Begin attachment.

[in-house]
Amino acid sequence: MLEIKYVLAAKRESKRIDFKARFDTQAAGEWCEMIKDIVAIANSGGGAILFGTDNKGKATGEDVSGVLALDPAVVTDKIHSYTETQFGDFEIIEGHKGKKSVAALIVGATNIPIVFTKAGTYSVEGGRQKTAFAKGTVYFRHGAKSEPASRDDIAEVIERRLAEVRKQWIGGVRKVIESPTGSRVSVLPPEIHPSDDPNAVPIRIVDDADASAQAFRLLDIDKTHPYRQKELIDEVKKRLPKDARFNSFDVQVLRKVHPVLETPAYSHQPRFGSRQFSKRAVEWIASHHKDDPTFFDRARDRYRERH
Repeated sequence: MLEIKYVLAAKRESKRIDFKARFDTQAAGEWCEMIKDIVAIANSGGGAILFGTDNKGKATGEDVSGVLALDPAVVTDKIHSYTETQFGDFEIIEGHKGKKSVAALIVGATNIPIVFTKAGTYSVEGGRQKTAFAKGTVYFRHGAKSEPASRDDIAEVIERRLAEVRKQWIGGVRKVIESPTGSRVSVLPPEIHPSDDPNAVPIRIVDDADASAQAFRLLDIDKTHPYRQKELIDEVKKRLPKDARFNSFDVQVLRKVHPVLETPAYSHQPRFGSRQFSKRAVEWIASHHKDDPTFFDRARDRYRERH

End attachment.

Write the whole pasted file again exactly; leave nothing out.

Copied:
[in-house]
Amino acid sequence: MLEIKYVLAAKRESKRIDFKARFDTQAAGEWCEMIKDIVAIANSGGGAILFGTDNKGKATGEDVSGVLALDPAVVTDKIHSYTETQFGDFEIIEGHKGKKSVAALIVGATNIPIVFTKAGTYSVEGGRQKTAFAKGTVYFRHGAKSEPASRDDIAEVIERRLAEVRKQWIGGVRKVIESPTGSRVSVLPPEIHPSDDPNAVPIRIVDDADASAQAFRLLDIDKTHPYRQKELIDEVKKRLPKDARFNSFDVQVLRKVHPVLETPAYSHQPRFGSRQFSKRAVEWIASHHKDDPTFFDRARDRYRERH
Repeated sequence: MLEIKYVLAAKRESKRIDFKARFDTQAAGEWCEMIKDIVAIANSGGGAILFGTDNKGKATGEDVSGVLALDPAVVTDKIHSYTETQFGDFEIIEGHKGKKSVAALIVGATNIPIVFTKAGTYSVEGGRQKTAFAKGTVYFRHGAKSEPASRDDIAEVIERRLAEVRKQWIGGVRKVIESPTGSRVSVLPPEIHPSDDPNAVPIRIVDDADASAQAFRLLDIDKTHPYRQKELIDEVKKRLPKDARFNSFDVQVLRKVHPVLETPAYSHQPRFGSRQFSKRAVEWIASHHKDDPTFFDRARDRYRERH